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The Emperor's Brand New Bag 

The anointing of UK rock musician Pete Doherty

The year 2006 has been all about user-generated content dominating the zeitgeist via MySpace and YouTube. However, if this technology has equalized the playing field between the majors and the masses, and physical recordings continue to disappear, it has not wholly eliminated the Romantic myth of the artist as hero.

Or, antihero as the case may be. How else to explain the anointing of UK rock musician Pete Doherty? Just as Hollywood has not dismantled the myth machine derived from its predecessor -- the Romantic's cherished pyramidal social hierarchy -- nor has the blogosphere completely eschewed re-establishing the primacy of arbiters and filters; pop music still craves stars. Even the further dissolution of the album as object, the information boom and bad news of war did not trump the media's voracious appetite in '06 for deconstructing/reifying the supposed mystique of "rock & roll's Aughties Sid & Nancy," Pete Doherty and Kate Moss. The late season arrival from Capitol of the Babyshambles EP, The Blinding (Regal), last week only capped interminable months of being inundated with every arrest and festival sighting of the (supposedly) glamorous, drug-addled pair.

Indeed, this time last year, recap coverage in the leading UK press also focused on Doherty, parsing his importance as a savior of rock, a vital symbolic figure in the cool flux that's buoyed British national identity since the bitter 1950s when the empire was lost and Ian Fleming's Bond novels arose as pop salve just before the outbreak of rock & roll. (Why can't we have a new model rock star as holiday salve to accompany Daniel Craig's fine, fresh turn as Bond in Casino Royale?) And yet, while Kate Moss is known to American audiences as icon and target for Calvin Klein anorexic chic campaigns and tabloid-friendly dalliance with Johnny Depp, Doherty's previous band, the Libertines, was something of a non-starter outside of coastal hip communities. And Babyshambles means even less to audiences whose cultural parameters do not start and stop with Popbitch and Gawker.

Why then is Doherty's abbreviated, uneven release being treated with such premature fanfare? Could it be that -- as the fall season's most prominent pop divorces (Britney & K-Fed, Bobby & Whitney, Kate Hudson & Chris Robinson) show -- who you're fucking is as important a lynchpin to fame now as (way) back in the day when Percy Bysshe Shelley and his wife Mary were cavorting about Lake Geneva with Lord Byron?

The spawn of 19th century enslaved Africans, immigrants and illiterate country folk can now be bards on MySpace, wizards fighting simulated dark forces on YouTube, or just opt to log on, tune in and drop out 24-7 -- such are the petty miracles of our times -- and yet the general public is still far more enthralled with the cultural equivalent of court intrigues. Just as Britney is now being pilloried for her excessive partying, Moss was the previous twelvemonth's infamous sullied Madonna, a bad mother whose pop currency as supermodel and association with the jet set elite generated virtual reams of copy debating whether she should pay the wages of living in sin with Doherty by losing her lucrative career. O, how amusing and hypocritical was the moralizing that the "Cocaine Kate" episode dredged up in the media. On this side of the Pond, the parade of accusatory editorials showed that society has not evolved far from Plymouth Colony.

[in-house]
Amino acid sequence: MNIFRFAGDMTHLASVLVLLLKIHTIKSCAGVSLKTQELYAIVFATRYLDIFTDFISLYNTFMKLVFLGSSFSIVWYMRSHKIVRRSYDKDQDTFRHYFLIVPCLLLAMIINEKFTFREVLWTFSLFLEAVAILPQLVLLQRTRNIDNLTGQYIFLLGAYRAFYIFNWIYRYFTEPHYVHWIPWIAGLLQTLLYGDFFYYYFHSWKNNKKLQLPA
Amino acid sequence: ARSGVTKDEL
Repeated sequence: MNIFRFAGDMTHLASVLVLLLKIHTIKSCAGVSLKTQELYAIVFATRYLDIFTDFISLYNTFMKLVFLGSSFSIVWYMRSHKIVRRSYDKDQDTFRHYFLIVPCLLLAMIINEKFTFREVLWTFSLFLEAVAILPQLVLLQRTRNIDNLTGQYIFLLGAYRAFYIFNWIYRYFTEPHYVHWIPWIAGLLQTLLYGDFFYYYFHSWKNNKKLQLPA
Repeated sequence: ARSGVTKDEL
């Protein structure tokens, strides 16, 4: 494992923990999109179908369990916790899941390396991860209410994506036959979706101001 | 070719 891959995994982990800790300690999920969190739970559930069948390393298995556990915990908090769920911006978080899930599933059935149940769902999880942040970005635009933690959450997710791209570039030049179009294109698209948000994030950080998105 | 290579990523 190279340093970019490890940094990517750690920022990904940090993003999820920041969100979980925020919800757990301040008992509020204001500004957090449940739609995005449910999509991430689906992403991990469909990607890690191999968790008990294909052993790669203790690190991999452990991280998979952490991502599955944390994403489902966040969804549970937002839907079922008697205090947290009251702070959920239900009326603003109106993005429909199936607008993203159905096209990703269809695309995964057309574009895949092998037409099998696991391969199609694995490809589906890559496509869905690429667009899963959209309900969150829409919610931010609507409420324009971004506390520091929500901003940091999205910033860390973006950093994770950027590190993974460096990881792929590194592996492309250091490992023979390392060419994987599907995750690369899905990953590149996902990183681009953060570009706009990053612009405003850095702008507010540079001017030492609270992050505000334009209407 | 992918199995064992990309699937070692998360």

The result is the rot of a bootlegged pair of "rock & roll royalty" used to prop up a moribund genre, and co-existing in an America where the president runs the country like a meta-fiefdom and religious elites, led by postmodern wizards (corporeal and non), have broken ground on fortresses of faith from Florida to California.

The Blinding itself does little to dispel the notion that rock is now at the stage of jazz in the 1970s, fit only as museum culture. As Doherty's unoriginal whine is backed by arrangements suffused with everything from the ghost of the Rolling Stones' Beggars Banquet to cod-reggae, it becomes clear why the UK press focuses on his revolving door from court to rehab rather than the music. What's less certain is what spark of genius enthralls La Moss and those message board pundits who would champion Doherty after every public disaster.

When the glut of user-generated content has made auteurs out of everyone -- me, you and your dog Boo -- why do we still need Pete Doherty to embody rock star clichés? In 2006, so-called rock stars are on the corporate game, not elegantly wasted like Keith Richards at Nellcôte in the summer of '71. And yet, music writer Robert Greenfield released his account of the drug-fuelled drama around recording of Exile On Main Street close to The Blinding's season. And, as anyone in the Popbitch universe knows, the glue that unites these two releases is Richards' erstwhile Muse, Anita Pallenberg, mentor to Moss. While it's unclear whether Doherty is merely a sham laboring to épater le bourgeois, the distribution and investment in these two projects suggests there's some persistent, deep-seated need for art that seems real and over the edge.

Just as Bush loved the Lord Of The Rings flicks, the average culture vulture seems dangerously invested in the Rock Mythos (in all its cultural iterations) rather than their agency to be a MySpace star for a day -- or 365. But will they follow the postmodern Orpheus that is Pete Doherty to their doom?

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